The HEAT are now 45-3 over their last 48 games, including a sparkling 8-1 in the 2013 NBA Playoffs. That mind-boggling record is the result of contributions, sacrifice and dedication from every player on the hard-working HEAT's roster – from repeat NBA MVP LeBron James all the way down to reserve sharpshooter Mike Miller.
But it's also no coincidence that Cole has been at his best during this sizzling stretch, especially on the offensive end. And especially from long-range. Cole averaged 5.2 points and hit 50.0 percent of his 3-point field goal attempts in 18 games in March, and the HEAT went 17-1 – setting not only a club record for wins in a single month, but establishing a new NBA benchmark as well. In their lone loss in March, a 101-97 defeat to the Bulls in Chicago that snapped that historic 27-game win streak, Cole was held scoreless on 2 field goal attempts and played just 11 minutes off the bench.
In 9 games in April, Cole averaged 10.3 points and shot 47.6 percent from long-range, and the HEAT went 8-1, closing out their unforgettable season with an 8-game winning streak. Cole scored 11 points or more in 5 of those 9 games, and at least 8 points in all but 1 of them – a 2-point outing in a 105-93 win over those same Bulls.
Cole more than atoned for his meager offensive output against the Bulls in the regular season with his explosive showing in the HEAT's recently completed playoff series, and his 11.5-point average on that absurd 69 percent overall shooting and 81.8 percent from long-distance revealed a rapidly improving and always hard-working young professional to a much wider audience. ABC analyst and former NBA coach Jeff VanGundy mentioned that HEAT coach Erik Spoelstra has repeatedly praised the toughness, work ethic and consistent demeanor of Cole, who he called "Udonis Haslem in a guard's body." Other broadcasters spoke of Cole's near-obsessive dedication to improving, including his penchant for solo shootarounds at AmericanAirlinesArena's Bayfront practice court during HEAT off days and nights, and TNT's outspoken panel of former NBA greats routinely praised Cole for his aggressiveness, efficiency and stellar two-way play.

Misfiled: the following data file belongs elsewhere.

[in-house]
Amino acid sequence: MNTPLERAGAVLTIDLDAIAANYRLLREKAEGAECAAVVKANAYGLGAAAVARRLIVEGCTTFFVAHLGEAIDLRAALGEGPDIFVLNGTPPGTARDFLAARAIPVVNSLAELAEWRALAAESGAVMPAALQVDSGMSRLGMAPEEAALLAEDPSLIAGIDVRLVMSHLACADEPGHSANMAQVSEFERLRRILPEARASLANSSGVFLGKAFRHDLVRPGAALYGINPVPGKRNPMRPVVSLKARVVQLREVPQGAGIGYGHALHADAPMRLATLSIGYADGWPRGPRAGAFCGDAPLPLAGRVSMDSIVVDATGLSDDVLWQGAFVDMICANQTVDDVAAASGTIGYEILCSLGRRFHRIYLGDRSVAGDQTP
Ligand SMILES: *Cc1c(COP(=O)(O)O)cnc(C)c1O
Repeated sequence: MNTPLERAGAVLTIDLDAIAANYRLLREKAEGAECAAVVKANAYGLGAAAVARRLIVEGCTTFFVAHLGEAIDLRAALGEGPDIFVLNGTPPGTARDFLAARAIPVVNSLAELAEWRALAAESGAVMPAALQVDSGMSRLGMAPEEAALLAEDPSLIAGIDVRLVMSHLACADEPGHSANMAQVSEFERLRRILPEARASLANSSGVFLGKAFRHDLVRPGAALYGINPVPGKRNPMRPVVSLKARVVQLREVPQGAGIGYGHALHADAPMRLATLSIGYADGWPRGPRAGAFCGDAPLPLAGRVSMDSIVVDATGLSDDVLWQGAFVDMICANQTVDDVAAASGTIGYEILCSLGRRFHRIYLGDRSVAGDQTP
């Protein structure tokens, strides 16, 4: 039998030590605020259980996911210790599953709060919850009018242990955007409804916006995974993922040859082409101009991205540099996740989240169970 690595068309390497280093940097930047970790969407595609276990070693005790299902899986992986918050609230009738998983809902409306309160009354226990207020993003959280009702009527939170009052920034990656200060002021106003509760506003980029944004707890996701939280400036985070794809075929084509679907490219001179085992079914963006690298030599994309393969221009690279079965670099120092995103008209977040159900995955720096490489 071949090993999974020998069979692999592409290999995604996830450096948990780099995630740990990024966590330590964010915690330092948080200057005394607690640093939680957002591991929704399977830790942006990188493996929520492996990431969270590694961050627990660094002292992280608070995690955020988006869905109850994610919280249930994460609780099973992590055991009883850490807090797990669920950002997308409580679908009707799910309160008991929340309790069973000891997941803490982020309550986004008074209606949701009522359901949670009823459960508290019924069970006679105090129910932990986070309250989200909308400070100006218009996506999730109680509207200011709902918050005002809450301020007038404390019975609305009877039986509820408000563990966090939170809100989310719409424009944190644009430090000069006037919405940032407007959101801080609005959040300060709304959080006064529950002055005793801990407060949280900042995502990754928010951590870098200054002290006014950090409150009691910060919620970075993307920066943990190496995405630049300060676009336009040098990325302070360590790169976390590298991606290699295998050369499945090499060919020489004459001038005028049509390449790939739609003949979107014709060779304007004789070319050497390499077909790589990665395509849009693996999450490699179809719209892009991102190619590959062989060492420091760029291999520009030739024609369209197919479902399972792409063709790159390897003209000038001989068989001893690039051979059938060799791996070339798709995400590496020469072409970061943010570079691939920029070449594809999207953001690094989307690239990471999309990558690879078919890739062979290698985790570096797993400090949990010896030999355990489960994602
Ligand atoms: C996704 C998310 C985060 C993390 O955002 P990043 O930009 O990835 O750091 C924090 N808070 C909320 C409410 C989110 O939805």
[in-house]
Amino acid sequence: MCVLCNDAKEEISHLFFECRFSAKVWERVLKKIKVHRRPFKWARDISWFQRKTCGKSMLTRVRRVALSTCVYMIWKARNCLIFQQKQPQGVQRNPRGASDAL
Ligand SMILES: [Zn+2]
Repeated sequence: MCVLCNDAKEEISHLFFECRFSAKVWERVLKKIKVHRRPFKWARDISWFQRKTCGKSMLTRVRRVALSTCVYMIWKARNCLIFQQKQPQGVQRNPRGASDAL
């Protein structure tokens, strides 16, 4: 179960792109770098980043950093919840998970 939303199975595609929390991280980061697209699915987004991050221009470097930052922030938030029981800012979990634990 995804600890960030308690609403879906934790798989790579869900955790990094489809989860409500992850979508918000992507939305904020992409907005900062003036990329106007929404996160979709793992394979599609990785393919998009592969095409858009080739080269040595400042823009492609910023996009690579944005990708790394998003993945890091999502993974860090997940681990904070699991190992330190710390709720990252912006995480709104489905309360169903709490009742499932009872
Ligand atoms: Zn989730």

Not bad for a second-year player who ranks as the youngest member of a veteran-laden roster. Cole doesn't even turn 25 until Oct. 13, yet his outstanding playoff performances are helping the HEAT move closer and closer toward their goal of securing a second straight NBA Championship in June. If the HEAT accomplish that goal, then Cole will have played extensively in 2 NBA seasons – and have 2 Championship rings to show for it.
Now that's what you call a hot start. Much like the way Cole has come blazing out of the gates here in the 2013 NBA Playoffs. And caught observers, analysts and defenders alike a good bit off guard along the way.